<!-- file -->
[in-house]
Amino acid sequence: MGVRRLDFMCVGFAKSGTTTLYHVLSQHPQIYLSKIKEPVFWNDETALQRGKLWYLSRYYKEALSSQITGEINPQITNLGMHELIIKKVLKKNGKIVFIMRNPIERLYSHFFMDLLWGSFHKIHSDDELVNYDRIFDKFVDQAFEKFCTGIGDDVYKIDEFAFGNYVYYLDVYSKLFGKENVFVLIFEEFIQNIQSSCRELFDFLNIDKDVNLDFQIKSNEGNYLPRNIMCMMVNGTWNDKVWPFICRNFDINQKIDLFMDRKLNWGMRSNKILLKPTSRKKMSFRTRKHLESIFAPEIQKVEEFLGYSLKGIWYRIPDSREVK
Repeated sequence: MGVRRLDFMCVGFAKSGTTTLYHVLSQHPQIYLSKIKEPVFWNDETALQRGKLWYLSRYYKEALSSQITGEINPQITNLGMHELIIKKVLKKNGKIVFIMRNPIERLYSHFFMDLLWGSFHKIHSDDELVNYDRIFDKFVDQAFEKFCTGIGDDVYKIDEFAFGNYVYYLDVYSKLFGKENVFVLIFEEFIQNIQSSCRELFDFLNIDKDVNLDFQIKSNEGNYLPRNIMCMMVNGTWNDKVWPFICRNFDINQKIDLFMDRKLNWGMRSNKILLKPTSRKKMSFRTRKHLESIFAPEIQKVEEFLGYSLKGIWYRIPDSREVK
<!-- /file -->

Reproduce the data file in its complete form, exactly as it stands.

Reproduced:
[in-house]
Amino acid sequence: MGVRRLDFMCVGFAKSGTTTLYHVLSQHPQIYLSKIKEPVFWNDETALQRGKLWYLSRYYKEALSSQITGEINPQITNLGMHELIIKKVLKKNGKIVFIMRNPIERLYSHFFMDLLWGSFHKIHSDDELVNYDRIFDKFVDQAFEKFCTGIGDDVYKIDEFAFGNYVYYLDVYSKLFGKENVFVLIFEEFIQNIQSSCRELFDFLNIDKDVNLDFQIKSNEGNYLPRNIMCMMVNGTWNDKVWPFICRNFDINQKIDLFMDRKLNWGMRSNKILLKPTSRKKMSFRTRKHLESIFAPEIQKVEEFLGYSLKGIWYRIPDSREVK
Repeated sequence: MGVRRLDFMCVGFAKSGTTTLYHVLSQHPQIYLSKIKEPVFWNDETALQRGKLWYLSRYYKEALSSQITGEINPQITNLGMHELIIKKVLKKNGKIVFIMRNPIERLYSHFFMDLLWGSFHKIHSDDELVNYDRIFDKFVDQAFEKFCTGIGDDVYKIDEFAFGNYVYYLDVYSKLFGKENVFVLIFEEFIQNIQSSCRELFDFLNIDKDVNLDFQIKSNEGNYLPRNIMCMMVNGTWNDKVWPFICRNFDINQKIDLFMDRKLNWGMRSNKILLKPTSRKKMSFRTRKHLESIFAPEIQKVEEFLGYSLKGIWYRIPDSREVK